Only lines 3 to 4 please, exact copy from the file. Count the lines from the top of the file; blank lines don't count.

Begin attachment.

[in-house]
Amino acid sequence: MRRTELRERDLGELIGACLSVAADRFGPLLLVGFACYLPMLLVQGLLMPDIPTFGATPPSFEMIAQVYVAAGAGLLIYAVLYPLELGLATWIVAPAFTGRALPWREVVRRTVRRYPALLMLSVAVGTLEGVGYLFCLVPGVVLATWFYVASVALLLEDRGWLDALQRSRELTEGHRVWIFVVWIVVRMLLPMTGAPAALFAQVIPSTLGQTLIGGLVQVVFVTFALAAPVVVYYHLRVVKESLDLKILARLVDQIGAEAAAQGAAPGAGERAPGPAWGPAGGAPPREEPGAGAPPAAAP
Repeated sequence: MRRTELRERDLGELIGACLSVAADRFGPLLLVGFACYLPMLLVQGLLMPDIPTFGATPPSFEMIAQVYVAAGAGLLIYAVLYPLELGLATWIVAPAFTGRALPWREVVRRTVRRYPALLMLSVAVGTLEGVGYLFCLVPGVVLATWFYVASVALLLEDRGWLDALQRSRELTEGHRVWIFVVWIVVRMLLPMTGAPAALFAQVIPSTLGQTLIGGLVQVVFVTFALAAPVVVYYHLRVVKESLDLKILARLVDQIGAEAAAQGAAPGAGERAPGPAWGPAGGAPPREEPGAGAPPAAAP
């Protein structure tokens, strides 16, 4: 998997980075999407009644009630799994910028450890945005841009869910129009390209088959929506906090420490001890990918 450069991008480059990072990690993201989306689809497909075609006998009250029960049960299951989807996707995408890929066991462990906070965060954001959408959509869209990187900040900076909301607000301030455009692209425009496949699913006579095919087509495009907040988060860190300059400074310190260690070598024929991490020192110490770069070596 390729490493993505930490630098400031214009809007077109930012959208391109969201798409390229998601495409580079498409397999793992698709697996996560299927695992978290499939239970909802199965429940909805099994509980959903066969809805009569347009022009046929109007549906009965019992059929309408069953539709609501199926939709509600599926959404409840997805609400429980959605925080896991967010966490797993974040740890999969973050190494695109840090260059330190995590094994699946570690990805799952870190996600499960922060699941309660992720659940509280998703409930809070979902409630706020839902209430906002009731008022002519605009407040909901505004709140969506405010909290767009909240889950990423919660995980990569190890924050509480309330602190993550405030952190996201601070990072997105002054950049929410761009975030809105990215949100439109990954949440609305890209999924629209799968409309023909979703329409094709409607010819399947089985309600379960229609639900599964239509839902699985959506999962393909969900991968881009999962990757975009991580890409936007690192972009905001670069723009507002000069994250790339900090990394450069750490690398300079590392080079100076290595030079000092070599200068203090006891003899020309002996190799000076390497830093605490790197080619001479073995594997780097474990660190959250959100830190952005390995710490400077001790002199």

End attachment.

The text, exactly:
Repeated sequence: MRRTELRERDLGELIGACLSVAADRFGPLLLVGFACYLPMLLVQGLLMPDIPTFGATPPSFEMIAQVYVAAGAGLLIYAVLYPLELGLATWIVAPAFTGRALPWREVVRRTVRRYPALLMLSVAVGTLEGVGYLFCLVPGVVLATWFYVASVALLLEDRGWLDALQRSRELTEGHRVWIFVVWIVVRMLLPMTGAPAALFAQVIPSTLGQTLIGGLVQVVFVTFALAAPVVVYYHLRVVKESLDLKILARLVDQIGAEAAAQGAAPGAGERAPGPAWGPAGGAPPREEPGAGAPPAAAP
């Protein structure tokens, strides 16, 4: 998997980075999407009644009630799994910028450890945005841009869910129009390209088959929506906090420490001890990918 450069991008480059990072990690993201989306689809497909075609006998009250029960049960299951989807996707995408890929066991462990906070965060954001959408959509869209990187900040900076909301607000301030455009692209425009496949699913006579095919087509495009907040988060860190300059400074310190260690070598024929991490020192110490770069070596 390729490493993505930490630098400031214009809007077109930012959208391109969201798409390229998601495409580079498409397999793992698709697996996560299927695992978290499939239970909802199965429940909805099994509980959903066969809805009569347009022009046929109007549906009965019992059929309408069953539709609501199926939709509600599926959404409840997805609400429980959605925080896991967010966490797993974040740890999969973050190494695109840090260059330190995590094994699946570690990805799952870190996600499960922060699941309660992720659940509280998703409930809070979902409630706020839902209430906002009731008022002519605009407040909901505004709140969506405010909290767009909240889950990423919660995980990569190890924050509480309330602190993550405030952190996201601070990072997105002054950049929410761009975030809105990215949100439109990954949440609305890209999924629209799968409309023909979703329409094709409607010819399947089985309600379960229609639900599964239509839902699985959506999962393909969900991968881009999962990757975009991580890409936007690192972009905001670069723009507002000069994250790339900090990394450069750490690398300079590392080079100076290595030079000092070599200068203090006891003899020309002996190799000076390497830093605490790197080619001479073995594997780097474990660190959250959100830190952005390995710490400077001790002199």